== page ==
Understanding The Cultural Shift From Text-to-Voice Searching

Understanding The Cultural Shift From Text-to-Voice Searching

In this guest post (on behalf of Integrated Technologies Australia), Don Milne (pictured below), strategic partners manager at Digital360, reveals why voice commands are the future and why it represents an amazing opportunity for advertising agencies, researchers and developers…

Don Milne

On 4 October 2011, Siri was officially released on the Apple Store.

While it wasn’t the first voice recognition software for smartphones (that honour goes to Google’s Voice Search app, released in 2008 for the iPhone), the app helped popularise a global technological trend over 40 years in the making.

Fast-forward six years later and the rise of virtual assistance technology is only just getting started.

From 2010 to 2015, there was a 25 percent increase in voice recognition accuracy. In the rapid age of technology this may not sound too significant, except for the fact it’s more progress than anything that has been achieved in the past four decades.

How did this happen? The answer is simple: competition and the emergence of a global market.

What was once a novelty (and virtually unprofitable) industry, has now been embraced by the mass-market and become a flourishing industry. In a race to compete with previous successes like the Amazon Echo, major players like Apple, Google and Microsoft are entering the virtual assistance market with their own brand of home and mobile devices.

Virtual assistance and SEO

But like all new technologies, it’s the consumer who decides when, where and how these products can enhance their everyday lives. And when it comes to searching for products and services online – voice search is already starting to change the SEO game.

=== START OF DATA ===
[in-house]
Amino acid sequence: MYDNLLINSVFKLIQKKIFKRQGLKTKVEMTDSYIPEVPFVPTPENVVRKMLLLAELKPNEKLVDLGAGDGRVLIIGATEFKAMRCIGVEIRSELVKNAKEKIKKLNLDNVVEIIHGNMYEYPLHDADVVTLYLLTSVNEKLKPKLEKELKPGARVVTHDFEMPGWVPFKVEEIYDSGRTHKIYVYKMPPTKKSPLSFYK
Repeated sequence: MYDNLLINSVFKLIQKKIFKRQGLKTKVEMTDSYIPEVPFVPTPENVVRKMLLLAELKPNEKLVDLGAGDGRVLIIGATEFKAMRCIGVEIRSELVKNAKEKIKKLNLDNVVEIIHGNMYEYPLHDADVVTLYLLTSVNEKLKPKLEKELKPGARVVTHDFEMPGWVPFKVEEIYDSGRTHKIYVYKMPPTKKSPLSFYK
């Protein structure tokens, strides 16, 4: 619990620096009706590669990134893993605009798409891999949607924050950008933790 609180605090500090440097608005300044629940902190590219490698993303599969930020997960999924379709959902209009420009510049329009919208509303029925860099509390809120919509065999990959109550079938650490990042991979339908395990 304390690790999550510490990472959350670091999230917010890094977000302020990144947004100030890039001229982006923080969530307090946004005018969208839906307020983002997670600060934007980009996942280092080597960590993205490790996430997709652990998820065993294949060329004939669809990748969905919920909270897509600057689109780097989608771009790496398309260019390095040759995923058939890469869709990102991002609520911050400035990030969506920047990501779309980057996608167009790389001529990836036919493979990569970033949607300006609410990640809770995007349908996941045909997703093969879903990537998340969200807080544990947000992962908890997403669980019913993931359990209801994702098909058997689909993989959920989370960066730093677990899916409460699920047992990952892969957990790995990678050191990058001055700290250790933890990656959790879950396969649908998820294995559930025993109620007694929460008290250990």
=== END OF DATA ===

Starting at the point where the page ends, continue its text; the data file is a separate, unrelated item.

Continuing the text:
Over the past decade, conventional rules for SEO have relied on implementing keywords and phrases into web content, which help a page (if the content is well-written and has reputable backlinks) increase its ranking on search engines.

As more and more people make the switch from text to voice searching, content writers will need to adjust their SEO strategy by implementing long-tail phrases and possibly whole sentences.

While traditional text-based searches usually consist of short phrases or words, for example ‘best plumber Melbourne,’ a voice search could read like, ‘Hey Siri, who is the best plumber in Melbourne?’

This doesn’t even take into account the hundreds of possible variations and colloquialisms that may affect what shows up on the search results.

Considering the near-limitless variations on this search query alone, along with namedropping virtual assistance devices within the phrase itself, SEO specialists will soon be faced with deciding which long-tail phrases and sentences are worth competing for.

Cultural shift from text-to-voice searching

It’s clear that ‘voice-friendly’ content is going to be crucial for ranking in search engines. And if recent studies are any indication, many consumers are already embracing voice search as the new norm.

According to a study from MindMeld, in 2015, the use of virtual assistants to search online jumped from literally zero to 10 percent globally – that’s roughly 50 billion or more voice searches performed every month.

Meanwhile, according to a study from Statista, there are many reasons for switching to voice search. Based on the results, 38 percent of respondents found voice search ‘more fun than other search methods,’ while 43 percent stated that it’s ‘quicker than going on a website or using an app.’

Other responses concluded that voice search was more accurate than other methods and due to its hands-free capabilities, people enjoyed the freedom to search while driving or doing other activities that restrict phone access.

Respondents also feel that voice search is more accurate than text-based searches. Plus, they enjoy the freedom of searching while driving or doing other activities that restrict phone access.

The future of SEO

As voice search becomes more prevalent, there will need to be studies into the psychological influence of different search queries, including other external factors that may affect how people interact with virtual assistance technology.

While many existing rules in SEO will carry over to voice searching, the correlation between voice search results and consumer behaviour is yet to be seen. With more users becoming used to the idea of voice search, this means there will need to be studies in how different scenarios affect the way people search online.

The attitudes and behaviours of users around the world will greatly dictate the influence that voice search has on SEO and the internet in general. Therefore, it’s up to advertising agencies, researchers and developers of personal assistance technology to decide what happens next.

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Designworks Digital360 Don Milne

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